https://apps.appivo.com/#/<app-name>/<ui-name>/<view-name>/<record-id>

Here’s a concrete example:

https://apps.appivo.com/#/MyOrderApp/web/Customer/1751bd57915016e1ab3c186e00000001

Opening a view using the javascript API is done like this:

context.setView("Customer", id);

The record-ID is optional, if it is passed it will be interpreted as the ID of a record to be loaded in to the views root-form. The root-form is either the first form declared, or the form that is the parent of the other forms. If you open a view passing in a record ID the form will get populated and all widgets connected to it will display the values of the attributes they are connected to. If the user makes changes to these values they will get persisted once the form is submitted.

In a similar fashion, if one opens a view with a form without passing a record ID no record can be loaded and we will be starting with an empty slate. In this case the widgets will display the default values of the attributes they are connected to, if any. Submitting such a form will result in the creation of a record.

Advanced concepts

Parent & child forms

Just as the models form a hierarchy derived from their relationships forms can mimic those. For example if we want create a view where we create two related records, say Customer and Order, in one go – we could do so by creating two related forms:

Keep in mind that a form can only every display the contents of a single record – and notice here that our relationship between Customer and Order allows a Customer to have many Orders. So with forms declared as in our diagram above we could represent a specific Customer with one specific Order. If we would want to display a Customer and all his Orders we would need to the relationship Order not to a Form but to a widget capable of display a collection of records, such as the DataGrid.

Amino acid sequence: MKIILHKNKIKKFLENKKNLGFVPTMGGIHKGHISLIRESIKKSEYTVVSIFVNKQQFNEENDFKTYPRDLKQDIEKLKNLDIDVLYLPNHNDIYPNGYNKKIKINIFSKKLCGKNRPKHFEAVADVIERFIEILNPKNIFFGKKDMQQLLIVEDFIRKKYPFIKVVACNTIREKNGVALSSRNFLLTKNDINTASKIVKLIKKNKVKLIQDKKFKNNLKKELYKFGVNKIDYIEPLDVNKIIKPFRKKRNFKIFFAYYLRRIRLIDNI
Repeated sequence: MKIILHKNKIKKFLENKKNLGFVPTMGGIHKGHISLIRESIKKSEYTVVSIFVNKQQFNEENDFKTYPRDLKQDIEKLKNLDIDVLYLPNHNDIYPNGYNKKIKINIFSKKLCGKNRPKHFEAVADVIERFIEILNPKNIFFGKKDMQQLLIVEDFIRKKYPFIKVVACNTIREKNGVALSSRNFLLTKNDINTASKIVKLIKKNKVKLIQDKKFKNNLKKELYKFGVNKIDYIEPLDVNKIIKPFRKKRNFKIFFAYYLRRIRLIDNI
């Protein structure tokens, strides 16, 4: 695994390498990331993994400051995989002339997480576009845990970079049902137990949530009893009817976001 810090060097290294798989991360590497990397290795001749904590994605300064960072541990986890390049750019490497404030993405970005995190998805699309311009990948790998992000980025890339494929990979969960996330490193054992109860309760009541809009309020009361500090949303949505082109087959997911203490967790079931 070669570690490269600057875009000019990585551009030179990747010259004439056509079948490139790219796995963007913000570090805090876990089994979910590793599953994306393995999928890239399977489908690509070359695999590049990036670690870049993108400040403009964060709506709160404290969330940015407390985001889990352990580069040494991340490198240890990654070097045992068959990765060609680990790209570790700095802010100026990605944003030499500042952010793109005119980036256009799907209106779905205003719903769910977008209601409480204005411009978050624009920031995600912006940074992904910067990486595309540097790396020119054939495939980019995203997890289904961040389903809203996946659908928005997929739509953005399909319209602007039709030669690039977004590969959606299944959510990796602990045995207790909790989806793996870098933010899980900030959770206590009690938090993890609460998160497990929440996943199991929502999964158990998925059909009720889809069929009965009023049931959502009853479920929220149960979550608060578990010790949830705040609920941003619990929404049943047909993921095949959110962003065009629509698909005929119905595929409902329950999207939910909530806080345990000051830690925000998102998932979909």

Loading relations

As you connect widgets to a form the platform will automatically load related records as needed. Sometimes however there are cases where the platform cannot “see” what additional related records you need (it could that you wish to display them using an HTML-widget for instance, or maybe you just need them for a computation). For these cases you can configure the form to forcefully load these required relations, that is done via the form-editor:

Notice that you can traverse relations here forcing an entire hierarchy of records to be loaded. This should be done with care and only if truly needed as it may increase the load time of your view.